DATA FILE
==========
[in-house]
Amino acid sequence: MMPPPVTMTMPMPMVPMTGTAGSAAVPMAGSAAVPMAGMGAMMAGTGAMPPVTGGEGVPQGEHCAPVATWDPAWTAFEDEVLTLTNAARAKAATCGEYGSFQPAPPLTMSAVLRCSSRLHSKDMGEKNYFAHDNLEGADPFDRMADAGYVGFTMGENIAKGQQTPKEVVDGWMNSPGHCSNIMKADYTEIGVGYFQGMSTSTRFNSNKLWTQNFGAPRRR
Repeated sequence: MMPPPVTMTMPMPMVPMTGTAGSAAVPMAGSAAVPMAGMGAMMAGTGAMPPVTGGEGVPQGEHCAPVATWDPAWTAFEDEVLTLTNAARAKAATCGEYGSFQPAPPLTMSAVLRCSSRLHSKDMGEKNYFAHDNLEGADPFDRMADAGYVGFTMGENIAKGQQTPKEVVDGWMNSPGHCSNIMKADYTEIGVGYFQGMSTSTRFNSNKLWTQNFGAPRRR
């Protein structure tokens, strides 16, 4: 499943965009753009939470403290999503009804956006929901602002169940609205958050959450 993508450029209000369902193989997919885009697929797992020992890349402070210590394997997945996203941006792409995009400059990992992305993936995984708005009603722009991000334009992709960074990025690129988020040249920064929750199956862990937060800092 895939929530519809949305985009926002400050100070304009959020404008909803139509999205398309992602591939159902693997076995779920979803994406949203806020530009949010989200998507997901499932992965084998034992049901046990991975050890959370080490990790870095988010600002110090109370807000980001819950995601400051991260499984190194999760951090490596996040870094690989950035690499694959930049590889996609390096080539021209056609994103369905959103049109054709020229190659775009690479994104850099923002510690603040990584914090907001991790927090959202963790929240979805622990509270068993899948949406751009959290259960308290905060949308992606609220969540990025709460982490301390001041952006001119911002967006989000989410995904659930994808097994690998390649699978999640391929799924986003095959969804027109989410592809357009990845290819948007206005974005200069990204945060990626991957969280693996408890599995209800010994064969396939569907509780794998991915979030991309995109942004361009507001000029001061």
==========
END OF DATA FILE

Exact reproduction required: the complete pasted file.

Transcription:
[in-house]
Amino acid sequence: MMPPPVTMTMPMPMVPMTGTAGSAAVPMAGSAAVPMAGMGAMMAGTGAMPPVTGGEGVPQGEHCAPVATWDPAWTAFEDEVLTLTNAARAKAATCGEYGSFQPAPPLTMSAVLRCSSRLHSKDMGEKNYFAHDNLEGADPFDRMADAGYVGFTMGENIAKGQQTPKEVVDGWMNSPGHCSNIMKADYTEIGVGYFQGMSTSTRFNSNKLWTQNFGAPRRR
Repeated sequence: MMPPPVTMTMPMPMVPMTGTAGSAAVPMAGSAAVPMAGMGAMMAGTGAMPPVTGGEGVPQGEHCAPVATWDPAWTAFEDEVLTLTNAARAKAATCGEYGSFQPAPPLTMSAVLRCSSRLHSKDMGEKNYFAHDNLEGADPFDRMADAGYVGFTMGENIAKGQQTPKEVVDGWMNSPGHCSNIMKADYTEIGVGYFQGMSTSTRFNSNKLWTQNFGAPRRR
């Protein structure tokens, strides 16, 4: 499943965009753009939470403290999503009804956006929901602002169940609205958050959450 993508450029209000369902193989997919885009697929797992020992890349402070210590394997997945996203941006792409995009400059990992992305993936995984708005009603722009991000334009992709960074990025690129988020040249920064929750199956862990937060800092 895939929530519809949305985009926002400050100070304009959020404008909803139509999205398309992602591939159902693997076995779920979803994406949203806020530009949010989200998507997901499932992965084998034992049901046990991975050890959370080490990790870095988010600002110090109370807000980001819950995601400051991260499984190194999760951090490596996040870094690989950035690499694959930049590889996609390096080539021209056609994103369905959103049109054709020229190659775009690479994104850099923002510690603040990584914090907001991790927090959202963790929240979805622990509270068993899948949406751009959290259960308290905060949308992606609220969540990025709460982490301390001041952006001119911002967006989000989410995904659930994808097994690998390649699978999640391929799924986003095959969804027109989410592809357009990845290819948007206005974005200069990204945060990626991957969280693996408890599995209800010994064969396939569907509780794998991915979030991309995109942004361009507001000029001061």